A 28-year-old reporter is claiming that his Apple Watch saved his life after the gadget notified him of a life-threatening blood clot. The watch alerted him to a sudden increase in his heart rate, one of the signs of a pulmonary embolism, which James Green, the reporter, had suffered from before. He immediately sought medical attention.
As reported by the Daily Mail, after Green checked himself into a hospital, doctors found a potentially deadly clot in his lung. A pulmonary embolism prevents blood from reaching lung tissues and can be fatal in a manner of minutes.
Green, who hails from New York, said in a post on Twitter: “Never thought a stupid lil wrist computer I bought 2 years ago would save my life. Saw my [heart] rate go up, ended up being a pulmonary embolism.”
The alert from his Apple Watch led him to pay attention to his heart rate, which wasn’t returning to its usual resting rate.
Green, who suffers from anxiety, quickly ascertained that he wasn’t having a panic attack, another condition that can lead to an elevated heart rate, and went to a medical center for help. A CT scan of his lungs showed the clot.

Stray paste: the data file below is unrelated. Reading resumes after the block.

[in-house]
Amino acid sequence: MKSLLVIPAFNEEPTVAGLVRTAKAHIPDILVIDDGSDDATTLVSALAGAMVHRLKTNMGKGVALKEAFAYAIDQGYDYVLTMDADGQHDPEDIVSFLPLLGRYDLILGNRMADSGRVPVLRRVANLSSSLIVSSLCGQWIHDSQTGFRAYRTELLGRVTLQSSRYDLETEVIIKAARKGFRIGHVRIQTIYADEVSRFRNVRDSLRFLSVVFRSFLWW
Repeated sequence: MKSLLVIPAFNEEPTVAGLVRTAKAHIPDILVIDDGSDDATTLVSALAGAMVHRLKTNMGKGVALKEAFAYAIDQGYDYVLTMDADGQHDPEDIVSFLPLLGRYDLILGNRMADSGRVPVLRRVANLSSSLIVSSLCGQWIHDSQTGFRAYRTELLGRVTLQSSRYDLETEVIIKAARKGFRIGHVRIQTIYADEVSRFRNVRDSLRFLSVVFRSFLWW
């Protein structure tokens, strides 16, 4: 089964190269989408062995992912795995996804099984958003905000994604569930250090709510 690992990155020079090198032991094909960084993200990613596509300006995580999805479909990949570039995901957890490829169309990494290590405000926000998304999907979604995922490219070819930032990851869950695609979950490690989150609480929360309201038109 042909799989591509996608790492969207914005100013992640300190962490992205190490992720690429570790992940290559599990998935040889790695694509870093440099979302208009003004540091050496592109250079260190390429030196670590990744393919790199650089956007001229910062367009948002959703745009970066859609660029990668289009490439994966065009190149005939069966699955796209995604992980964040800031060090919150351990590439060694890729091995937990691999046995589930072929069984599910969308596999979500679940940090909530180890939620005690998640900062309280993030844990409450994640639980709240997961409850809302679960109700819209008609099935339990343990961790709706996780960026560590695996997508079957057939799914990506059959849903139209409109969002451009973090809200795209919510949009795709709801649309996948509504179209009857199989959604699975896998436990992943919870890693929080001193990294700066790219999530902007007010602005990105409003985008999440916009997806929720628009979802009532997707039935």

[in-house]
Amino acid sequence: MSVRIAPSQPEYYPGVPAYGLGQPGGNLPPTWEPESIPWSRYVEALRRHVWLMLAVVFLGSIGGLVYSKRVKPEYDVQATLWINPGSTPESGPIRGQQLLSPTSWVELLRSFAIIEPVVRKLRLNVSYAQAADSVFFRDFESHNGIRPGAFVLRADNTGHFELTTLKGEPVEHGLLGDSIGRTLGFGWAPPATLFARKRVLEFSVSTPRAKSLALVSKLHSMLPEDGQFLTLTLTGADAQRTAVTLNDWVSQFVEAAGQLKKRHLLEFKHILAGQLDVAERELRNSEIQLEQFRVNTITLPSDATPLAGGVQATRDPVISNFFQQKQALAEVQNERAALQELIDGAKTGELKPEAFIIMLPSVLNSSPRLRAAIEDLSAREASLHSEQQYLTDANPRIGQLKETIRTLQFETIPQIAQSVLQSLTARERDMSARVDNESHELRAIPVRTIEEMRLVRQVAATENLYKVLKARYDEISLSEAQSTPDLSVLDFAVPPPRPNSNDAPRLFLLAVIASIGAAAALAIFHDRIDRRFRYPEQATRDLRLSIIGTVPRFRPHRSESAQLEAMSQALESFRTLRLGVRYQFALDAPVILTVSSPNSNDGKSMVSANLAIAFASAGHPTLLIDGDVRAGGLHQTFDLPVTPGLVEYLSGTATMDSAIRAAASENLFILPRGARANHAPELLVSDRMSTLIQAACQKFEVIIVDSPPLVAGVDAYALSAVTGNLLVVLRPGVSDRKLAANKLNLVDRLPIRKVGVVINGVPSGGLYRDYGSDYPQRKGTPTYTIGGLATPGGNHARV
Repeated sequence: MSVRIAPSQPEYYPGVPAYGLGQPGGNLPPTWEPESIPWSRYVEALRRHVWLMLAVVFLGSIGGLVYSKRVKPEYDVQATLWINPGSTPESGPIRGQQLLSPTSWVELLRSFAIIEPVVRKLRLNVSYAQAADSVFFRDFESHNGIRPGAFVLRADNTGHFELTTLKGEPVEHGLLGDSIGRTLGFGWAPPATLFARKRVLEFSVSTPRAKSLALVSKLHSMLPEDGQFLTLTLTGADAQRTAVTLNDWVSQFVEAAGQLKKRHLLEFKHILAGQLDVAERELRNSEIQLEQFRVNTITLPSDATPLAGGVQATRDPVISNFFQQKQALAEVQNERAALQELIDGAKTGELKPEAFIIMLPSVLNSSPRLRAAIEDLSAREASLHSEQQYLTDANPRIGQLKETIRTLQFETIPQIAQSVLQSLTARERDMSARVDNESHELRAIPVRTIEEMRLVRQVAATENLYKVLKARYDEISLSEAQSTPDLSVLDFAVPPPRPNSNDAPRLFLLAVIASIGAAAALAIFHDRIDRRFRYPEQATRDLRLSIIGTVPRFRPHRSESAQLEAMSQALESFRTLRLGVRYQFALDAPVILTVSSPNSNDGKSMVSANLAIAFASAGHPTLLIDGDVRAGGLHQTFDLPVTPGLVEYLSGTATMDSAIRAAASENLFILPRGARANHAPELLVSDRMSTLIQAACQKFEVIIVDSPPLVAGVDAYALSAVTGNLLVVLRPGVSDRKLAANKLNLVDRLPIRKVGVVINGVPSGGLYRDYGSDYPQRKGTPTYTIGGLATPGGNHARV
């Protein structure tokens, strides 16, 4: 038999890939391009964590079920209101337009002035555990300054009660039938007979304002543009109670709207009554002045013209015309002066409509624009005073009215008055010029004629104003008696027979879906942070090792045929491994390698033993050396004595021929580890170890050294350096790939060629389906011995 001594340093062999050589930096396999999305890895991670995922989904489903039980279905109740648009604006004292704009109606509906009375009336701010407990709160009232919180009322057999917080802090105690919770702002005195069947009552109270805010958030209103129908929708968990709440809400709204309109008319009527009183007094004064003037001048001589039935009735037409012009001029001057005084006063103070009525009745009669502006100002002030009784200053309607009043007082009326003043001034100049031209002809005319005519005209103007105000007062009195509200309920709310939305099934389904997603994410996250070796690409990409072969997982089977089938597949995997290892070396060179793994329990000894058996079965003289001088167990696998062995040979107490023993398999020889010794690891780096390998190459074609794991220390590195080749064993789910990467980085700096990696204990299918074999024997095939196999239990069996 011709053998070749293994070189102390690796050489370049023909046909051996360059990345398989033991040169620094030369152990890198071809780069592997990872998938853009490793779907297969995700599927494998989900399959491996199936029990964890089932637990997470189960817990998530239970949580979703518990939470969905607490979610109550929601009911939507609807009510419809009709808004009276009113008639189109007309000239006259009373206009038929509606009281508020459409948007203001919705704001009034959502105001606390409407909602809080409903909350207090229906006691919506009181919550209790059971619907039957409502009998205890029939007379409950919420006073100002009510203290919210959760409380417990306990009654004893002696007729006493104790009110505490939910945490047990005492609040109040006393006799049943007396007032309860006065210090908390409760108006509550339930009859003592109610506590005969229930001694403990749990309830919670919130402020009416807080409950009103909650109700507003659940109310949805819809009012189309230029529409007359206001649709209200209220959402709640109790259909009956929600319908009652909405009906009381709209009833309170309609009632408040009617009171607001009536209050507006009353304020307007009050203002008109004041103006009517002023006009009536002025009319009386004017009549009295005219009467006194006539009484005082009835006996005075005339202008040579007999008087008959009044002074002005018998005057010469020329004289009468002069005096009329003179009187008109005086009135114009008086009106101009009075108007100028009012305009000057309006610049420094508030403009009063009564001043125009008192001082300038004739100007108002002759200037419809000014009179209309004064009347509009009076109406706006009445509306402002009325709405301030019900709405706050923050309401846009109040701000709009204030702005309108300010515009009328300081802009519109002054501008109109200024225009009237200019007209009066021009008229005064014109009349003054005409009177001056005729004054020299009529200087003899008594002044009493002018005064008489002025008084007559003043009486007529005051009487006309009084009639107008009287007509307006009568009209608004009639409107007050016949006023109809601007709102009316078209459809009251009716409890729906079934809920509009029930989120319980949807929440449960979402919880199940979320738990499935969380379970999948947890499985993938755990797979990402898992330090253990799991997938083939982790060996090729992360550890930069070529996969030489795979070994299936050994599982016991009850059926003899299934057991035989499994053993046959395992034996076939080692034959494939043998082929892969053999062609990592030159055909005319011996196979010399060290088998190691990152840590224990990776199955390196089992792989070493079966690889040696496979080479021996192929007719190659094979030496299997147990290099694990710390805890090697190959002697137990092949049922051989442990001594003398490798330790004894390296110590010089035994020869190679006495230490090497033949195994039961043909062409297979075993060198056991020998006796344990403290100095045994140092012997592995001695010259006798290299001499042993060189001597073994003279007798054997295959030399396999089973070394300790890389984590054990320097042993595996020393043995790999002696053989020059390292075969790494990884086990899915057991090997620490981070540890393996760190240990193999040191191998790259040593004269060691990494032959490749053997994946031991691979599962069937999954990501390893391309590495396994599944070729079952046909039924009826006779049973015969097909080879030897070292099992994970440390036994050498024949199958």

“They did a couple of ultrasounds to monitor and put me on a blood thinner drip to reverse the clot damage,” said Green.
“It was the data I needed to prove this wasn’t just a panic attack. It helped me get the ball rolling.”
David Walsh, the creator of the app that ultimately saved Green’s life, stated he was “humbled” to have played a role in such an “absolutely wonderful” outcome.
Walsh said, “The stories I hear about how the app and the Apple Watch have changed people’s lives and sometimes saved their lives is truly heartwarming.”
Green isn’t alone in his experience. Scott Thomas, a 51-year-old from North Wales, stated his heart rate monitor helped him seek out what turned out to be life-saving treatment and a 22-year-old man used an SOS feature on his Apple Watch to call for help after being crushed in a car accident.
LED light technology in the Apple Watch allows the device to measure the wearer’s heart rate and relay information. Researchers at the University of California San Francisco demonstrated that the gadget is capable of detecting the irregular heart rate associated with atrial fibrillation, a condition that can potentially trigger a fatal stroke.